Interventional
Not Provided
Allocation: Randomized
Endpoint Classification: Efficacy Study
Intervention Model: Parallel Assignment
Masking: Single Blind (Outcomes Assessor)
Primary Purpose: Health Services Research
Depression
  • Drug: Standard antidepressant therapy (SADT)
    Treatment with medication will follow the Texas Medication Algorithm (TMA) for Depression. Antidepressant medications may include the following: citalopram (Celexa), escitalopram (Lexapro), paroxetine (Paxil CR), sertraline (Zoloft), venlafaxine XR (Effexor XR), bupropion SR (Wellbutrin SR), duloxetine (Cymbalta), nortriptyline (Pamelor), and mirtazapine (Remeron).
  • Behavioral: Motivational antidepressant therapy (MADT)
    The same medication treatment for depression will be offered and supplemented with techniques from motivational interviewing.
  • Active Comparator: 1
    Participants will receive standard antidepressant therapy
    Intervention: Drug: Standard antidepressant therapy (SADT)
  • Experimental: 2
    Participants will receive motivational antidepressant therapy
    Intervention: Behavioral: Motivational antidepressant therapy (MADT)
Not Provided

*   Includes publications given by the data provider as well as publications identified by ClinicalTrials.gov Identifier (NCT Number) in Medline.
 
Recruiting
230
August 2013
August 2013   (final data collection date for primary outcome measure)

Inclusion Criteria:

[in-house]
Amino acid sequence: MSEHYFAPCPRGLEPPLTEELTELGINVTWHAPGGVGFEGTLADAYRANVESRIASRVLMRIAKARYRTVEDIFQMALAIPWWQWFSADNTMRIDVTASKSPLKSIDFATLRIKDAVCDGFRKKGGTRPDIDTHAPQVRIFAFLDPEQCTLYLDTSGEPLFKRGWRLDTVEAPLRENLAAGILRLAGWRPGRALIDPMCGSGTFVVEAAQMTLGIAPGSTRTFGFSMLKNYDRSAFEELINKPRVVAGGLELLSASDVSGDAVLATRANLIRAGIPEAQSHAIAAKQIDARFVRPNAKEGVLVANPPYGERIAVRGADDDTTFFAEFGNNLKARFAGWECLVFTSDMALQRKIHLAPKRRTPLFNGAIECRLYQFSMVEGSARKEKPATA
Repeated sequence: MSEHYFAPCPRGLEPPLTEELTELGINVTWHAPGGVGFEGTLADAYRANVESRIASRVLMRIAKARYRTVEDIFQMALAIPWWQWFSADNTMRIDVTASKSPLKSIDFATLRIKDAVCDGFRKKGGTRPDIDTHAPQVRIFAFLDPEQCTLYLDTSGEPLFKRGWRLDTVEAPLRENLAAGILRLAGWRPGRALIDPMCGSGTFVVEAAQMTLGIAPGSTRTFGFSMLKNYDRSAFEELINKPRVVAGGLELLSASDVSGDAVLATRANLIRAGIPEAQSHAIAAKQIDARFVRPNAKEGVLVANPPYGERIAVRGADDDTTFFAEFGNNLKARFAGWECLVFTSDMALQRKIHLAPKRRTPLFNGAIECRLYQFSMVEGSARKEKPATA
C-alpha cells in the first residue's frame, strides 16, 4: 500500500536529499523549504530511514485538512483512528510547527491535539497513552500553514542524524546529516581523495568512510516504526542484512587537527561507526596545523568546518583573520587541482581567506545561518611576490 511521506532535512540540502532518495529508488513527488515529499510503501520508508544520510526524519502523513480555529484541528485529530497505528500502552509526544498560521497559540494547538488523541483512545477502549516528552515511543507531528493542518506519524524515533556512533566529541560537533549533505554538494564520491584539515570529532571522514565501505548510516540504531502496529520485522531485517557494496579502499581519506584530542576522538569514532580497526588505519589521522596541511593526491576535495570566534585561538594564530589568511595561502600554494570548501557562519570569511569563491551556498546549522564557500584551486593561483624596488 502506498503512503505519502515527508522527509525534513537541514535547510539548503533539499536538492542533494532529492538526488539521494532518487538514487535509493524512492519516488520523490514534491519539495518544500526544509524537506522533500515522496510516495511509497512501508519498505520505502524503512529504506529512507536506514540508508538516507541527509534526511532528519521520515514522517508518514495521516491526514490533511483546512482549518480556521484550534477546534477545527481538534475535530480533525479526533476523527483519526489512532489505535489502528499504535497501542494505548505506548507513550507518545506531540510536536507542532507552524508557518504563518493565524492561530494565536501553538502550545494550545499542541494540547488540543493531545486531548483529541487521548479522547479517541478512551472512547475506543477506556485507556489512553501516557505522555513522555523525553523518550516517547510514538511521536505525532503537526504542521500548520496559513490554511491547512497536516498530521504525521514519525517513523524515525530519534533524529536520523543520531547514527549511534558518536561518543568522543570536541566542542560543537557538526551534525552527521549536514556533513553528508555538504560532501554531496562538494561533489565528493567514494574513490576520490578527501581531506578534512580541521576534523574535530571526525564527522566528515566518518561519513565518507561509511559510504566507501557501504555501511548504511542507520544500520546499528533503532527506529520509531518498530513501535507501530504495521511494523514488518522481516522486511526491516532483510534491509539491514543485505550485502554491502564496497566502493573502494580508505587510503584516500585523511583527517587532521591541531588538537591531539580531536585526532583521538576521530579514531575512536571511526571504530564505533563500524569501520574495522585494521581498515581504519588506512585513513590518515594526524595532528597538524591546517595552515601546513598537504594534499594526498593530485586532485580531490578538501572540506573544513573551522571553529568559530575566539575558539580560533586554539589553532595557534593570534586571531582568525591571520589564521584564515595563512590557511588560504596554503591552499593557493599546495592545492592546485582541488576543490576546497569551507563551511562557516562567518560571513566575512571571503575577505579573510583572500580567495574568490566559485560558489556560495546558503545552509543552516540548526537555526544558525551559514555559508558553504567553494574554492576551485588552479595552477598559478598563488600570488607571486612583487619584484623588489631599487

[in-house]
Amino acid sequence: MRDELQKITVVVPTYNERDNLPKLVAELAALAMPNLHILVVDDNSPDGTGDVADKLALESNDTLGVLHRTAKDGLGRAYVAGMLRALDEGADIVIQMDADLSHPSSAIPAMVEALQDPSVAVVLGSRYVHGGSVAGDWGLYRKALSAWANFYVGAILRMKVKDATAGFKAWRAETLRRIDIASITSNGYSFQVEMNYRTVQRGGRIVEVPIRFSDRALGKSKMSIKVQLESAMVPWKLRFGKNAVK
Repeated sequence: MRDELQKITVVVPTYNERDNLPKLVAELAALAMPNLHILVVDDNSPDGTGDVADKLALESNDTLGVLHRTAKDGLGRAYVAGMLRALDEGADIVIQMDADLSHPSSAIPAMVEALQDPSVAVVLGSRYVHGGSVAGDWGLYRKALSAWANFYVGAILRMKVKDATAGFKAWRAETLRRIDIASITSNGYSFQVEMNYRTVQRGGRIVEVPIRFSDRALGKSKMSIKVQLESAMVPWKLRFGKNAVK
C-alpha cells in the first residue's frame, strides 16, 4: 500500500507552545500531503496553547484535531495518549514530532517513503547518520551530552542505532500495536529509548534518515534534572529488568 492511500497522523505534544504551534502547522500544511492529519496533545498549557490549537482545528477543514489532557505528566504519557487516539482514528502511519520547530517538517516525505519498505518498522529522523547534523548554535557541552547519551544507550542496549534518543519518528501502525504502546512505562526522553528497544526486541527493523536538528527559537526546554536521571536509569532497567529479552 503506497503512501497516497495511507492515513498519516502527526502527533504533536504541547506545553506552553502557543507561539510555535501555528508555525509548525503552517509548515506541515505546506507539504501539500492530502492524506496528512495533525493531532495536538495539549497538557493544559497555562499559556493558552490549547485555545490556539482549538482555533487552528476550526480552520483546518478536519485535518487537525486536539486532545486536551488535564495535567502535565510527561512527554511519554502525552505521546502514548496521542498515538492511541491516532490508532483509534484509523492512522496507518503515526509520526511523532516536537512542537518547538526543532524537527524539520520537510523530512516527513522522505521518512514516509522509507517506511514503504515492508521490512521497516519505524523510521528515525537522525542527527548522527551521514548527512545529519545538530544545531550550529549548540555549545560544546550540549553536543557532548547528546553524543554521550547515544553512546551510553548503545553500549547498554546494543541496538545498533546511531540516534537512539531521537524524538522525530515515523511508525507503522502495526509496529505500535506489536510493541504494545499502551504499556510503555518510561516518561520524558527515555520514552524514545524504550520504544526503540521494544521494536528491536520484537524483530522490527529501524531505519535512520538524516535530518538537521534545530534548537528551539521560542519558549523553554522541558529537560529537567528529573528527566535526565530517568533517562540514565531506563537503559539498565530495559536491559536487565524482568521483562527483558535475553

• Self-identifies as Hispanic
  • Meets Diagnostic and Statistical Manual, 4th edition criteria for major depressive disorder (MDD)
  • Score of 16 or higher on Hamilton Depression Scale (HAM-D17) at study entry
  • Willing to abstain from other psychotropic medications not included in the Texas Medication Algorithm (TMA) for depression, as clinically indicated, for the duration of the study. Zolpidem for insomnia will be allowed.
  • Fluency in English or Spanish

Exclusion Criteria:

  • Acute suicidality
  • History of schizophrenia, bipolar affective disorder, schizoaffective disorder, depression with psychotic features, or organic brain syndromes
  • Alcohol or other substance abuse or dependence (except nicotine) within 6 months prior to study entry
  • Clinically unstable medical disease, including narrow-angle glaucoma or increased intra-ocular pressure
  • Systemic blood pressure of 140/90 mm Hg or less
  • Liver function test values two times above the normal level
  • Pregnant or breastfeeding
  • Sexually active women not using an effective method of birth control
  • Current or past history of seizure disorder (except febrile seizure in childhood)
  • Receiving effective medication for MDD
  • Unable to tolerate or unwilling to accept drug-free period of varying length: 1 week for benzodiazepines taken as needed; 2 weeks for buspirone, lithium, anticonvulsants, stimulants, barbiturates, opiates, and regular-use benzodiazepines (except clonazepam); and 5 weeks for clonazepam
  • Received electroconvulsive therapy (ECT) within 3 months prior to study entry
  • Parkinson's disease, dementia of any type, or cognitive impairment
Both
18 Years to 79 Years
No
Contact: Roberto Lewis-Fernandez, MD 212-543-6512 rlewis@nyspi.columbia.edu
Contact: Donna Vermes, NP 212-543-6534 donna@nyspi.columbia.edu
United States
 
NCT00564278
#5516/#6609R, R01MH077226, DSIR 82-SESC
No
New York State Psychiatric Institute
New York State Psychiatric Institute
National Institute of Mental Health (NIMH)
Principal Investigator: Roberto Lewis-Fernandez, MD New York State Psychiatric Institute
New York State Psychiatric Institute
October 2012

ICMJE     Data element required by the International Committee of Medical Journal Editors and the World Health Organization ICTRP